The first roll of film I shot that day was just Titch sitting on the bench with the dog. And then I thought: Why don’t I get more of an action picture with this dog?” I measured up where I stood, where at the end of the lead the dog would just be out of reach, and said: I want you to let the dog come up to me.”

Were you scared?

The dog wanted to get me. If you look at the photo, you can see the tension in Titch’s arm. I said: Do not let go of that dog! Every time I’d [crouch] down, the dog would jump, and I’d snap. Then I’d step back again and I had that distance point marked. On the last frame the dog actually got me, but it just got the back of my pants. I’ve always wanted to repair that pair of trousers. They’re a pair of grey Agnès B trousers.

Do you still have them?

Yeah, I’ve still got them. I remember taking them to India when I was living there and I thought I’d fix them there. But I never got around to it. I think I’ll always keep them with that rip at the back.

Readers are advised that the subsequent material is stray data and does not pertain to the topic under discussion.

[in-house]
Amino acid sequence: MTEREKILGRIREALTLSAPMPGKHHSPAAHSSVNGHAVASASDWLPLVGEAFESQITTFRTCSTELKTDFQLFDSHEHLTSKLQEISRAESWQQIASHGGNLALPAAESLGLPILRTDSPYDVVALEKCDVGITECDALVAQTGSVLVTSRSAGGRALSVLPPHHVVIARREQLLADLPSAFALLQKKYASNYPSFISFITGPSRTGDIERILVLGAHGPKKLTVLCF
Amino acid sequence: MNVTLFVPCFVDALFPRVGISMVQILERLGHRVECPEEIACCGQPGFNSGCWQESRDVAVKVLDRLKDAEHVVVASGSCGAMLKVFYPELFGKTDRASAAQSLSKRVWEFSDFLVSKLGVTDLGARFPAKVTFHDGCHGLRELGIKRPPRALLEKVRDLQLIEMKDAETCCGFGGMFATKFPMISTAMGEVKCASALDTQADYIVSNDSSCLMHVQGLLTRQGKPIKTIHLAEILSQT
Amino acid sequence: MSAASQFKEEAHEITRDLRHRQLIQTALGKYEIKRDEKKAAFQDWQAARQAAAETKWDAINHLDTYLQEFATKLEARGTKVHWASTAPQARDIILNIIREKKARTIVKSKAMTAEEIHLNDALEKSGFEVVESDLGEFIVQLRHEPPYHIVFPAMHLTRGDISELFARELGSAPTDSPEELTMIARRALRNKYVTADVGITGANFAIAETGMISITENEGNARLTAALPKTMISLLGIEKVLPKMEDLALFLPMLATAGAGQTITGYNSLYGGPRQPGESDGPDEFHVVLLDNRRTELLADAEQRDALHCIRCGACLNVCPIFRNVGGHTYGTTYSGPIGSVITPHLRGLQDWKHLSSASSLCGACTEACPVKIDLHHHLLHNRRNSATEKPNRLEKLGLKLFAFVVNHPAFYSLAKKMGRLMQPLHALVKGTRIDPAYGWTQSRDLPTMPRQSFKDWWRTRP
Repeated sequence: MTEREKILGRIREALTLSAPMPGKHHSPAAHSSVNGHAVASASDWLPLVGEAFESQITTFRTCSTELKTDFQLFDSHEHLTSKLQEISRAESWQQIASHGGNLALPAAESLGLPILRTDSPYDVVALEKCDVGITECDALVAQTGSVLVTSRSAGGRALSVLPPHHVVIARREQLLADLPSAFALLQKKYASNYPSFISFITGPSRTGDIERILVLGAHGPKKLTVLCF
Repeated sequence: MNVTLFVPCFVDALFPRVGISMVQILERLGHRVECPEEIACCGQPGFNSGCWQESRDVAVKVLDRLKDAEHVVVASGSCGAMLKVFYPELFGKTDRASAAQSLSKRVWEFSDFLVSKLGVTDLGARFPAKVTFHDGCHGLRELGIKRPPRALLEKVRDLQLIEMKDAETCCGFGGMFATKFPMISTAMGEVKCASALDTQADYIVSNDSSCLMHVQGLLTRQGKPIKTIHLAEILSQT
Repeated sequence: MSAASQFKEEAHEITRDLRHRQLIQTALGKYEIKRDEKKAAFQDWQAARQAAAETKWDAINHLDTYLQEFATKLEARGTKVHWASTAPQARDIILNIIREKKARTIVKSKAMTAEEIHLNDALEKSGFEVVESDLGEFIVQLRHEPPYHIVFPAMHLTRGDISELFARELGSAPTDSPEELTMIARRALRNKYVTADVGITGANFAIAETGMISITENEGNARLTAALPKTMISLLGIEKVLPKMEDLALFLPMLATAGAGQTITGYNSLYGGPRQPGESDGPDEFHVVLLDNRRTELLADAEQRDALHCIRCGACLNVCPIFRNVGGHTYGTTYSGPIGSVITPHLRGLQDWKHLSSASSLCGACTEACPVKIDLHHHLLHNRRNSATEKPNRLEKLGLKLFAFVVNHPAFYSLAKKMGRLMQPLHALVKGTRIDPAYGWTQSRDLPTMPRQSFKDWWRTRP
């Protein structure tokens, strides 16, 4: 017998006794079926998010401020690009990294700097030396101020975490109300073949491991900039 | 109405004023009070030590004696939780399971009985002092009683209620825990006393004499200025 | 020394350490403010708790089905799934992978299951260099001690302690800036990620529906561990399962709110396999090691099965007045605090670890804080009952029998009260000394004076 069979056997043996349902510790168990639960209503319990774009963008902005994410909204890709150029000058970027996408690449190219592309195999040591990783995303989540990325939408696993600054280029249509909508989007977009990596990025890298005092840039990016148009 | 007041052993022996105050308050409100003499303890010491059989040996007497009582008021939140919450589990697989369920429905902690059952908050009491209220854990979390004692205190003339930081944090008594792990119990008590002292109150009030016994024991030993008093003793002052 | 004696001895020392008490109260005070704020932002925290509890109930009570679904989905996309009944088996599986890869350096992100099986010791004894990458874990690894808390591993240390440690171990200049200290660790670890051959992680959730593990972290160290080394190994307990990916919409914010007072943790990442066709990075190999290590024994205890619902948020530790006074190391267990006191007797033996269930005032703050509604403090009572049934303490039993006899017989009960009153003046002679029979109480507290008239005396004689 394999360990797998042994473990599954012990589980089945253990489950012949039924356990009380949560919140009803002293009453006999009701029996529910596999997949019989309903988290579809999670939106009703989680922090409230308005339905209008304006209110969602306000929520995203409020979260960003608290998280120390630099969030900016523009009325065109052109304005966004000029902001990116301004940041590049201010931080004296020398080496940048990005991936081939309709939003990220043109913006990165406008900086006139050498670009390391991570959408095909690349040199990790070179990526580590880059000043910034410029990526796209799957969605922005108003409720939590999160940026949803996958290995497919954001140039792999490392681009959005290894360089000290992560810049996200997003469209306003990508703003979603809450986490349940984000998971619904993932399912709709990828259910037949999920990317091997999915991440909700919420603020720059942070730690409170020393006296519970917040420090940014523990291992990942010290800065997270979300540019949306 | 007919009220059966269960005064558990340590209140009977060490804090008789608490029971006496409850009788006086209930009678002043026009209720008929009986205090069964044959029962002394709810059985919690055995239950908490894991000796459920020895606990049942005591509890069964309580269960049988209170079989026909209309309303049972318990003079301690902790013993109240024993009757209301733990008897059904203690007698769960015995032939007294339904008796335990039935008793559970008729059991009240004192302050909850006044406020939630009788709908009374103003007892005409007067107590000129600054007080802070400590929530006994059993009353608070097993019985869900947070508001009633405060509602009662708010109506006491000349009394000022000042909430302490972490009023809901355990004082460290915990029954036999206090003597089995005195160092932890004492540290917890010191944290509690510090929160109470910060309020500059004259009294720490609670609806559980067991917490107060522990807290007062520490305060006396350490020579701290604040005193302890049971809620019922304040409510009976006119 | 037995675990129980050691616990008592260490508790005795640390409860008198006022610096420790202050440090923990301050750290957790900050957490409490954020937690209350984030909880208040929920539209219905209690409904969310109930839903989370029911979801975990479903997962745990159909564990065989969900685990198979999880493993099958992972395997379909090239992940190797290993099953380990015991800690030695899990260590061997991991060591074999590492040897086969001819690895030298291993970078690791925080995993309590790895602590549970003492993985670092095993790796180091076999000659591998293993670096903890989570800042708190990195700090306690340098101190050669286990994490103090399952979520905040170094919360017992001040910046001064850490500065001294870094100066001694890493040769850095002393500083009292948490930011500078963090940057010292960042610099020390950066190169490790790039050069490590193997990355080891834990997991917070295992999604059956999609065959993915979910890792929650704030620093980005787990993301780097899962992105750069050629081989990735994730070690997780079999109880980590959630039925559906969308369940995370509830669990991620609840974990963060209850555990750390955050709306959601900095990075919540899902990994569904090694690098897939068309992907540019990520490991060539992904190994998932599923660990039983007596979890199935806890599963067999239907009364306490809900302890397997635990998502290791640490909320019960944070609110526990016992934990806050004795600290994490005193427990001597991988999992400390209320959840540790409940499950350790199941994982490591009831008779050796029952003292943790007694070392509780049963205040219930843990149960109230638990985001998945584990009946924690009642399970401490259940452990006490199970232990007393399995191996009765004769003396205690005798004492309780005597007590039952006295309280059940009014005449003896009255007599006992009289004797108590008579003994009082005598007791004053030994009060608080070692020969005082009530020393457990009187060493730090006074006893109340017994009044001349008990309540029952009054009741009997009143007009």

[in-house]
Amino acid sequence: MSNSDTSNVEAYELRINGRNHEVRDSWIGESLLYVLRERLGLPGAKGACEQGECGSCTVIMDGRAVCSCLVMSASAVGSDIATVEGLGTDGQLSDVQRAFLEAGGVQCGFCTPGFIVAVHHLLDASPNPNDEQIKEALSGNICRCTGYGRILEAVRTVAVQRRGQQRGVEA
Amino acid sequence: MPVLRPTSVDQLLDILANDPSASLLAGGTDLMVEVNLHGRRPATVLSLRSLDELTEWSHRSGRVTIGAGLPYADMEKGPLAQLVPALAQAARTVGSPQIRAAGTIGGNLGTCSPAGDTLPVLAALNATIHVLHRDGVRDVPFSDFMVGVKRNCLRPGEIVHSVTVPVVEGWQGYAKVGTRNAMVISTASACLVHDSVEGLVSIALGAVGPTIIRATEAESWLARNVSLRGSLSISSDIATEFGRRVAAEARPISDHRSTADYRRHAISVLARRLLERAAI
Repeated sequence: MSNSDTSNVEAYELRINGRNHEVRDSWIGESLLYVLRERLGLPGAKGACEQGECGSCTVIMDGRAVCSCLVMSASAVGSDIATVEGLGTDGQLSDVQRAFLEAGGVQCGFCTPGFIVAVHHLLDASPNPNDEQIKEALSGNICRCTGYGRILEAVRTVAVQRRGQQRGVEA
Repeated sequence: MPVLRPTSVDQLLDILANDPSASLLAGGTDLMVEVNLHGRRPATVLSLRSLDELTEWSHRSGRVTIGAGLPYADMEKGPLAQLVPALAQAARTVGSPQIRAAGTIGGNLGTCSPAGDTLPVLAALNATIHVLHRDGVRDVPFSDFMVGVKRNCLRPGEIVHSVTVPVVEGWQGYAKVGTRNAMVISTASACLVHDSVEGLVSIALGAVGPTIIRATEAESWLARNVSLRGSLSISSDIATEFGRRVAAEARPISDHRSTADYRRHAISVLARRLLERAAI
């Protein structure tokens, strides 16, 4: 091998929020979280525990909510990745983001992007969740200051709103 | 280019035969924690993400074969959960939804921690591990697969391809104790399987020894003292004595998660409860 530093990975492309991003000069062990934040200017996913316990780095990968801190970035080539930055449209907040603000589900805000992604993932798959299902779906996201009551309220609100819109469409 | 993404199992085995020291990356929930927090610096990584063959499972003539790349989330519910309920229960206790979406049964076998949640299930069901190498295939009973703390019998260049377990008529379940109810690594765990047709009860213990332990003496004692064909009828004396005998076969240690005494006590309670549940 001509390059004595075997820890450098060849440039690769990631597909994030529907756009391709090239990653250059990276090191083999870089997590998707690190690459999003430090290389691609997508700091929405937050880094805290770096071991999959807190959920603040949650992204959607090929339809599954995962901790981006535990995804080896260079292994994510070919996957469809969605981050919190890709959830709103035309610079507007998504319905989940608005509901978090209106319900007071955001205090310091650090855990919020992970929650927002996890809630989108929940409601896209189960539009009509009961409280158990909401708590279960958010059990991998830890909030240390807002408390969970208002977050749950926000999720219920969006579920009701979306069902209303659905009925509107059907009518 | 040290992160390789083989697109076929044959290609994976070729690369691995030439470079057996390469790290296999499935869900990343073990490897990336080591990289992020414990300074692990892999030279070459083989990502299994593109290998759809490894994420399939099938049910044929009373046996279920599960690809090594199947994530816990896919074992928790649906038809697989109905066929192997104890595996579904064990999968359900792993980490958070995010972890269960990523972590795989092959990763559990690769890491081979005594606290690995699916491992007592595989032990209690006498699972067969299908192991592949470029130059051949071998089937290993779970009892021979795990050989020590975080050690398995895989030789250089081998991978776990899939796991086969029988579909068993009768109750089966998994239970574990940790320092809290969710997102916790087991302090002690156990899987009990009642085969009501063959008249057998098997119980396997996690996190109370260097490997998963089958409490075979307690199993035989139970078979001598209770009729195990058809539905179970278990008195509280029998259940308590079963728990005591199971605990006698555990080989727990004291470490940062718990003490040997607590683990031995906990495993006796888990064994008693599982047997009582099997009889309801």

What else happened that day?

We were sitting on the staircase in the block, and some old East End geezer had come down the stairs and patted the dog on his head. The dog turned around and bit the man’s hand. Then the daughter of this man had come out and obviously been shocked by what happened. Next thing she’s calling the police, so we got out of there.

You spent a fair bit of time with Titch. What do you remember about him from back then?

I knew Titch as someone who looked after his youngers. He had a caring attitude towards them – he wasn’t just in it for himself. I didn’t know him very well, but I knew him as that guy. In the youth clubs, he was the MC that was most highly rated. People would say Titch’s bars are the realest. He was the one that everyone looked up to. And I think that if he’d have not gone to jail, that he would have ruled the streets.